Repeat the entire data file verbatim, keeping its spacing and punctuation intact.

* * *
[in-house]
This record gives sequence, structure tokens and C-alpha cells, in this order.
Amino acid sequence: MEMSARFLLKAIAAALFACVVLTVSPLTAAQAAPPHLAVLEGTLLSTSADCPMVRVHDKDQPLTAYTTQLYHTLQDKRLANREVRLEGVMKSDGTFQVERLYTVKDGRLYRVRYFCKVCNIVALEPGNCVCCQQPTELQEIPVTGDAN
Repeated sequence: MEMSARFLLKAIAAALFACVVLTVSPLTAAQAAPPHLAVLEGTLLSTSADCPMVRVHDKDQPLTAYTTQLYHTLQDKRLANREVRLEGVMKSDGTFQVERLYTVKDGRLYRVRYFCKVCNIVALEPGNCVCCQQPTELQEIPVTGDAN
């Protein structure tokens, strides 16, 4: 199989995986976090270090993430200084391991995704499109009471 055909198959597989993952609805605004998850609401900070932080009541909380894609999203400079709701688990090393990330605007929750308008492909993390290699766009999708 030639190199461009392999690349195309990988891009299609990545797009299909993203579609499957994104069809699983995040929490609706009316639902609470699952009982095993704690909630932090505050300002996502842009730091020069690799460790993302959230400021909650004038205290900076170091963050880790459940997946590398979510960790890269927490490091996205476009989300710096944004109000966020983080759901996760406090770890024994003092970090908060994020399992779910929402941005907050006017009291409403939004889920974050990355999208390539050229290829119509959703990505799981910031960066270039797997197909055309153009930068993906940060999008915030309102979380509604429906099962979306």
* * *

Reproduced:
[in-house]
This record gives sequence, structure tokens and C-alpha cells, in this order.
Amino acid sequence: MEMSARFLLKAIAAALFACVVLTVSPLTAAQAAPPHLAVLEGTLLSTSADCPMVRVHDKDQPLTAYTTQLYHTLQDKRLANREVRLEGVMKSDGTFQVERLYTVKDGRLYRVRYFCKVCNIVALEPGNCVCCQQPTELQEIPVTGDAN
Repeated sequence: MEMSARFLLKAIAAALFACVVLTVSPLTAAQAAPPHLAVLEGTLLSTSADCPMVRVHDKDQPLTAYTTQLYHTLQDKRLANREVRLEGVMKSDGTFQVERLYTVKDGRLYRVRYFCKVCNIVALEPGNCVCCQQPTELQEIPVTGDAN
């Protein structure tokens, strides 16, 4: 199989995986976090270090993430200084391991995704499109009471 055909198959597989993952609805605004998850609401900070932080009541909380894609999203400079709701688990090393990330605007929750308008492909993390290699766009999708 030639190199461009392999690349195309990988891009299609990545797009299909993203579609499957994104069809699983995040929490609706009316639902609470699952009982095993704690909630932090505050300002996502842009730091020069690799460790993302959230400021909650004038205290900076170091963050880790459940997946590398979510960790890269927490490091996205476009989300710096944004109000966020983080759901996760406090770890024994003092970090908060994020399992779910929402941005907050006017009291409403939004889920974050990355999208390539050229290829119509959703990505799981910031960066270039797997197909055309153009930068993906940060999008915030309102979380509604429906099962979306």